Column: Five games on one night? Super League’s stupid scheduling

I’m not really interested in arguing about which game Sky Sports should be broadcasting on Friday night.

Wigan and St Helens are outraged their game isn’t been shown on TV. I can also relate to Sky’s thinking that Leeds and Hull Kingston Rovers is a more attractive proposition for a neutral audience.

For what it’s worth, a sample of 1,345 people voted in support of Sky’s decision. I imagine if the same sample was asked whether they’d rather watch the derby or Hull FC v London, they’d have gone for the former.

But anyway.

There is a far bigger issue which seems to have been ignored amid all of this.

That’s the fact there are five Super League games all taking place at the same time on Friday evening.

Yes. You read that right. Of the competition’s six games this weekend, five are all taking place at the same time and clashing with one of just two games that are being shown this weekend.

Given Super League’s massive emphasis on raising its profile ahead of the upcoming broadcast deal, this appears stupid.

It’s going to limit the amount of coverage the sport gets in the national papers over the weekend. The sport will still get its regular Saturday column inches but there will be no coverage in either the Sunday or Monday papers as there are no games the previous evening to report on.

You’d have to imagine Sky will hardly be impressed with the fact that thousands of their rugby league audience will be attending the other games taking place. It’s certainly not going to have a positive effect on their viewing figures.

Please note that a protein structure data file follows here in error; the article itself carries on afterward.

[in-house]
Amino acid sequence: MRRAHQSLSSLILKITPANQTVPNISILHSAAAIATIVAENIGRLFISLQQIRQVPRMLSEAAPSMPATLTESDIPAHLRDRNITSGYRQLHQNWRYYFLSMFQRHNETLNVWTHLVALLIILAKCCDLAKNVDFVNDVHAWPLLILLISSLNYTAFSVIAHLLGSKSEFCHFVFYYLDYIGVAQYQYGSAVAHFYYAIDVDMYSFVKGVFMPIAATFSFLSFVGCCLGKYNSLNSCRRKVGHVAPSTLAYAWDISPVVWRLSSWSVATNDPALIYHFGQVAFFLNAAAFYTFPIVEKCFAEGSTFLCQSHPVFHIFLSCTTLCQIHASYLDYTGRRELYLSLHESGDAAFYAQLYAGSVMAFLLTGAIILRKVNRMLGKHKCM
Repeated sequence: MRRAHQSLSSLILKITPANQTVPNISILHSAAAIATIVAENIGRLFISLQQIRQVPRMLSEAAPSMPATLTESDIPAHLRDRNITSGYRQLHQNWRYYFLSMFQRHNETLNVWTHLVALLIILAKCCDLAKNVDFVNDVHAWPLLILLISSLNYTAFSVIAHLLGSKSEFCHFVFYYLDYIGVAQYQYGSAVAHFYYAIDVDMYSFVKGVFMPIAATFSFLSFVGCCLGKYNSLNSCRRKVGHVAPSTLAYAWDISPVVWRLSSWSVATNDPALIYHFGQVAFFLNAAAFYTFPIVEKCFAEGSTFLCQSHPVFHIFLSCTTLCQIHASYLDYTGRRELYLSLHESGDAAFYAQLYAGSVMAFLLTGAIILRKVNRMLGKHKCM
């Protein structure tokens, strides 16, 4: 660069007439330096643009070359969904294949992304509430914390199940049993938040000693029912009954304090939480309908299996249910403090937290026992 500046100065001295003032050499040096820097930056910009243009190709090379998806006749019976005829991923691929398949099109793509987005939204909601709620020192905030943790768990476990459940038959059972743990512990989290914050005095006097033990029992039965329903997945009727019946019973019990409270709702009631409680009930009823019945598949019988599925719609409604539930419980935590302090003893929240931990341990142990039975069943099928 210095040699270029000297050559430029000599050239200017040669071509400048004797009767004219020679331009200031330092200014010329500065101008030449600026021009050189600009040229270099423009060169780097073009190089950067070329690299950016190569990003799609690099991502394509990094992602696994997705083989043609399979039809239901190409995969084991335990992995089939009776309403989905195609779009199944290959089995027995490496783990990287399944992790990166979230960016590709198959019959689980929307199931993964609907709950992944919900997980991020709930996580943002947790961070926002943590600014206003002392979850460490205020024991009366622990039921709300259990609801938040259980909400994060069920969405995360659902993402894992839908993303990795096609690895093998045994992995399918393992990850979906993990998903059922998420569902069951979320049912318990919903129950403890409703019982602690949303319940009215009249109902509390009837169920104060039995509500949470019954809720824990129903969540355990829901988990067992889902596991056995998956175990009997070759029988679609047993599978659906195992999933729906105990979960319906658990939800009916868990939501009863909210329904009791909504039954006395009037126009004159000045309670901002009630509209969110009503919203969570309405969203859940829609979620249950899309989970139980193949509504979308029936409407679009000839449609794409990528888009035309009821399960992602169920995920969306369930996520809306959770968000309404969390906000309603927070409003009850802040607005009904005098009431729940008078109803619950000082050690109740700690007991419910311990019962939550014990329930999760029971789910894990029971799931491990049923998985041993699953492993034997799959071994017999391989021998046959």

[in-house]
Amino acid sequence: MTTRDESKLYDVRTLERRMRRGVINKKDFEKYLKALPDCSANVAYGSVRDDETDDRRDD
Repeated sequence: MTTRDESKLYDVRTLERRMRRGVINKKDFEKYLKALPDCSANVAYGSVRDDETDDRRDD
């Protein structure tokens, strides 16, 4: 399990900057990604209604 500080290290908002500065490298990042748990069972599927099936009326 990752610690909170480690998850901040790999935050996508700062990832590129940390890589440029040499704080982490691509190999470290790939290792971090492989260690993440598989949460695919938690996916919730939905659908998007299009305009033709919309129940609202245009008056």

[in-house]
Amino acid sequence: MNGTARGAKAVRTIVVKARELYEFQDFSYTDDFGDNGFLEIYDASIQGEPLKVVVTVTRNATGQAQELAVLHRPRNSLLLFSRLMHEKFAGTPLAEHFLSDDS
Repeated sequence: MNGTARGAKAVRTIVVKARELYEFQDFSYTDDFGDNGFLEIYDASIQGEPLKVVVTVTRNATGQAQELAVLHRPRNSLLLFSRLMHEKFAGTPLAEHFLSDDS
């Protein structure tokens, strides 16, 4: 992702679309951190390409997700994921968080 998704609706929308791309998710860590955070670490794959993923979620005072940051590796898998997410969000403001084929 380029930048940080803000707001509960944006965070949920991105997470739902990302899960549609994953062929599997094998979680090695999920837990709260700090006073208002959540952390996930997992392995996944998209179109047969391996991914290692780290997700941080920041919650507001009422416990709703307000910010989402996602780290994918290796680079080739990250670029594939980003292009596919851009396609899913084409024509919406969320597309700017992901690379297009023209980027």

Throw in the fact it will probably cost a bit of coverage on the radio and then the fact more games on one night means less floating fans to spread around the games, it becomes a nonsensical decision.

It’s a scheduling issue, one that’s easily avoidable but highly damaging.

Clubs will argue that they schedule their games to ensure longer turnarounds. It’s important to protect players and their fitness.

But on Friday, James Maloney, David Klemmer, Daniel Saifiti, Mitch Pearce and Tim Glasby all played in the NRL, two days after playing in the State of Origin decider. It would be easier to sympathise with clubs on that front had they not spent years putting players through the rigours of the Easter schedule because of the financial rewards.

While we’re talking about the NRL, their fixture scheduling is consistent. There is one game on Friday, two on Thursday, three on Saturday followed by two on Sunday. Everyone knows the crack and gets on with it. Super League should take a leaf out of their book.

In Super League, the TV games on Thursday and Friday should be standalone fixtures. Catalans home games could provide a third TV game on alternate weeks then the rest should be played on a Sunday. Maybe if Les Dracs are away, a game could be played on a Saturday. Sky has shown some games on Saturday this year when Catalans have been away.

The sport now finds itself in a position where it will be anonymous in the sporting stratosphere for days. It hardly falls under the remit of exposing the sport to new eyes, does it?

You’d hope that Championship and League 1 clubs would benefit from the lack of Super League games on Sunday. Though, to my knowledge, not one has done a promotion to try and entice Super League supporters with a free Sunday on their hands down to their game. That’s another own goal and another missed opportunity too.

While the eyes of the nation won’t be on St Helens and Wigan tonight, there will be plenty of attention on the size of the crowd. The two clubs claim it is the biggest derby of them all, so you’d hope it would sell out. It didn’t in round one, though that was put down to the fact it was on TV.

There are no excuses this time.